It's based on a conservative assumption, though. Back in July, it seemed that a big chunk of the 5GHz band, from 5.4GHz to 5.7GHz, might not be available, under FCC and other regulators' rules, because of new Dynamic Frequency Selection rules called DFS 2 that require WLANs to dodge away from frequencies in use by radar systems.

DFS has been a tricky issue, and earlier this year it"> threatened to hold up 802.11n in France.

In the US, FCC rule # 15.407(h)(2) requires that products operating in those bands must support DFS, says Michael Coci, director of technical marketing at Trapeze, a Wi-Fi vendor that's selling 802.11n products. The requirements have been mandatory in the US and Canada since July, and will be mandatory in May 2008 in Europe.

"From the regulatory perspective, those channels are certainly available," says Coci. "The other half of the equation is the vendor implementation." Pre-11n products, including the little-used 802.11a, used chipsets that weren't designed for DFS 2, so they have taken a simple way out - just not using those bands: "The vendor solution for newly shipped 11a APs is quite likely to be disabling those channels."

In July, Gartner simply assumed that this would continue to be the case, reducing the number of channels available. Coci says the situation has changed: "For 11n chipsets, the chipset vendors were well aware of the DFS 2 requirements and implemented them in silicon, thereby enabling use of those channels."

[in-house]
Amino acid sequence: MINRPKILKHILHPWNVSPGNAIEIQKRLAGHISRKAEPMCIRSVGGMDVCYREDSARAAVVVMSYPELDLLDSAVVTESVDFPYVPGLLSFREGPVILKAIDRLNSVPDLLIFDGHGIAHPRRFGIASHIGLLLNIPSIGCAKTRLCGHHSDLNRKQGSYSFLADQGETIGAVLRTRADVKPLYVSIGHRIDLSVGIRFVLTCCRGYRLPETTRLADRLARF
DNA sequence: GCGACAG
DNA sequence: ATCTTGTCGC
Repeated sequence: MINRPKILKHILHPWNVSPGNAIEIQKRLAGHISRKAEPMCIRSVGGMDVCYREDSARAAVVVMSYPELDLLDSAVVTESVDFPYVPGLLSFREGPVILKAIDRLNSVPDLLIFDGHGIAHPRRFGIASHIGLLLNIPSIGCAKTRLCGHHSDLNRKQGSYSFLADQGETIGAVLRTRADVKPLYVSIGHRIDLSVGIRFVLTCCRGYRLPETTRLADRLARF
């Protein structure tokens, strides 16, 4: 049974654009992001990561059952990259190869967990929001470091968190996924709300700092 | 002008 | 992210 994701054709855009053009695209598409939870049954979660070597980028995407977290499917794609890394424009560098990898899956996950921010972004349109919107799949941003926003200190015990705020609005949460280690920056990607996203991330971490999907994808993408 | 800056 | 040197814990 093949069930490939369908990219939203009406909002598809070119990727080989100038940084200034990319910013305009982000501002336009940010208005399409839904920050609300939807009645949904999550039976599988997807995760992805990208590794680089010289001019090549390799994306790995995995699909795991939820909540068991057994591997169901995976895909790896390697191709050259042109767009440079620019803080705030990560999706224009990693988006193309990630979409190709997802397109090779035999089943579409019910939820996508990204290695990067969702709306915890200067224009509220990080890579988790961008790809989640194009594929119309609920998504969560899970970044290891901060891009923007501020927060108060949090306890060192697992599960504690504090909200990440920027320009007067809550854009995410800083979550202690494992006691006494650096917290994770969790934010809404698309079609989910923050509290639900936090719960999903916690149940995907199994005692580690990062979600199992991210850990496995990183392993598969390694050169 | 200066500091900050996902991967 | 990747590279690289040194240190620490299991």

Gartner's Ken Dulaney agrees, pointing out in an email to Techworld that vendors including Cisco do already support DFS 2. He warns against Extricom and Meru who "are trying to sell their architectures as the only way to get full bandwidth with limited channels."

Opinions vary on how many channels you have in the DFS 2 enabled 5GHz band, with Gartner suggesting nine, and that ought to be enough for anyone. July's Gartner report said that the shortage of channels might "force a number of third-generation vendors to move to the fourth generation" - a term for the blanket architecture of Meru and Extricom.

In fact, "fourth generation" is widely used by Meru, and it's worth noting that a Gartner WLAN analyst, Rachna Ahlawat, joined Meru as vice president of strategic marketing in July.

Since them Dulaney has stepped back from suggesting there is any channel shortage that might drive users to blanket WLANs in the 5GHz band - though he does point out that blankets will be the only way to cover buildings with 40MHz channels in the narrower 2.4GHz band, since there's only one non-overlapping 40MHz channel there - but Gartner no longer recommends 2.4GHz for enterprise Wi-Fi.

He also points out that blankets should make it easier to adjust a network to the unpredictability introduced by 802.11n's MIMO, which uses reflections to create multiple channels: "You lay out the APs in a symmetrical pattern and adjust later," he says. "And they [Meru and Extricom] can adjust without having to worry about co-channel interference."

So in conclusion, it looks like there isn't a shortage of bandwidth in the 5GHz band - which probably means it's not a sin, as Rottem sugests, to use it for coverage.